In September, after seeing an ad in the newspaper, I bought tickets to “La Bella y La Bestia Sobre Hielo”, or Beauty and the Beast on Ice. Having never seen or even heard of an ice skating rink in Paraguay, I was curious about how this show would work, but figured that it would be fun for the boys.
Our tickets were in the “Preferencias A” section.
A week or so after we bought our tickets, a friend unsuccessful in her attempt to buy tickets was told the show had been cancelled. I called the ticket company to get the full story and they told me that due to “technical difficulties” the show would be delayed, likely until November or December. I suspected that the technical problem was the lack of an ice skating rink in Paraguay’s tropical heat, a problem not likely to be remedied in the increasingly hotter months of November and December. When I asked the customer service representative how I could learn of the rescheduled date, he suggested that I listen to the radio for news or that I call back to ask for updates. For awhile, I did call every week or so hoping to learn of the new date, but there was never any news. And then I forgot. After a few weeks went by, I remembered again to call and check on the rescheduled date. Last week, during a call to customer service, I learned that the show had been canceled. They took down my contact information and promised to call with details about what I would need to do to get a refund. The next day, they called back and said if I wanted a refund, I would need to show up at a building on Avenida Eusebio Ayala the following day between 9 AM and 1 PM. Since I had purchased the tickets at the mall, I was hoping I could go there for the return rather then visit a random building in a sketchy neighborhood in the middle of the workday. They said no, the only way to get a refund was to do as they as they had directed.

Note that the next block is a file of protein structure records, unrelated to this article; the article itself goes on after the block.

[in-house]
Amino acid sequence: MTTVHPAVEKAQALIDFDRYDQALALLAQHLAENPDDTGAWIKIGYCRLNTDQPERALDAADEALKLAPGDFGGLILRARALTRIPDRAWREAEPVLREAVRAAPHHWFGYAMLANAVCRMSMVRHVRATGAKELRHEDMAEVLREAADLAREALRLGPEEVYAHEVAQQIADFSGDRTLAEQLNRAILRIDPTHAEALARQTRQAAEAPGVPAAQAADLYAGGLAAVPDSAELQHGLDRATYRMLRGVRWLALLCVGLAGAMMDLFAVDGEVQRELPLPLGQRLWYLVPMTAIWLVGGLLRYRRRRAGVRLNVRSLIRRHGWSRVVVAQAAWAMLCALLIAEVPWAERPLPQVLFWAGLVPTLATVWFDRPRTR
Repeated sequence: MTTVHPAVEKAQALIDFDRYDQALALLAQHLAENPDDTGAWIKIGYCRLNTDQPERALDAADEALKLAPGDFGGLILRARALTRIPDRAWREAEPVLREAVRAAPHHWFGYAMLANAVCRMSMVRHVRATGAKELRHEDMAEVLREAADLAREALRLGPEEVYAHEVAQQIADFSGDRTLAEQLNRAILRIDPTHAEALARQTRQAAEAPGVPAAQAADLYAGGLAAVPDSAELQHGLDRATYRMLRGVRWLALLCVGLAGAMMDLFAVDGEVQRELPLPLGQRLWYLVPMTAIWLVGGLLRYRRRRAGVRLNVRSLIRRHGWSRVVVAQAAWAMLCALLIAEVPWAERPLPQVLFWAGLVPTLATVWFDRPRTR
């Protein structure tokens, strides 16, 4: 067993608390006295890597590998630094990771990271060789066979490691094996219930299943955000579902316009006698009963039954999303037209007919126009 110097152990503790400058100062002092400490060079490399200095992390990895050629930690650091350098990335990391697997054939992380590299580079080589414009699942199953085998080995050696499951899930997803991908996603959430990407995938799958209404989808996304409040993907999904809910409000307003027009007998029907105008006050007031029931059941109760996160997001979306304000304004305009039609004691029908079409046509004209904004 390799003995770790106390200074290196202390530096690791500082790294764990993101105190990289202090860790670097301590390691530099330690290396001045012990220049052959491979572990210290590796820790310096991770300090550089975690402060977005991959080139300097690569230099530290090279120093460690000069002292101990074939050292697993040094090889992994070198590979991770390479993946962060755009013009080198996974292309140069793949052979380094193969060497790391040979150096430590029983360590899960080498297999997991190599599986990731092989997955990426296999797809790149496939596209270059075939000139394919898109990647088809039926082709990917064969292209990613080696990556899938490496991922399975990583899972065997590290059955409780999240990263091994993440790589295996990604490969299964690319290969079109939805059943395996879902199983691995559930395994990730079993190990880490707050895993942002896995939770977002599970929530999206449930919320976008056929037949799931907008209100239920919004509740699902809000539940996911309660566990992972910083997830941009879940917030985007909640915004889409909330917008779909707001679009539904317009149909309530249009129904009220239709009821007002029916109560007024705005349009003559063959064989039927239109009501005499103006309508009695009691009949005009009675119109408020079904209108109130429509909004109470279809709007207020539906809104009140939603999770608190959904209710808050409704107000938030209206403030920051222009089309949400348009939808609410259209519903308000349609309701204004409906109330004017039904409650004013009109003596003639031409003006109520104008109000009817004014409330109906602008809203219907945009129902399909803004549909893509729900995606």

With Brian out of town, I convinced a coworker to go with me during lunch to get the refund for my tickets and those of another family. We went through some “scenic” parts of town, including Mercado 4.
We finally found the building and thankfully we didn’t need to rely on the handicap ramp to enter the building, since it looked a bit dangerous at about a 45° angle.
Once I saw that the door to the building had signs related to ticket sales, I was starting to think this was less likely to be a scam. When we entered the office building, they directed us to the rear of the office, past all the desks and then down the hallway toward a cashier.
A helpful man with an impressive mullet assisted us.
Soon I had my complete refund in hand. And while it is unfortunate that the show never happened, hopefully another new show will be here soon!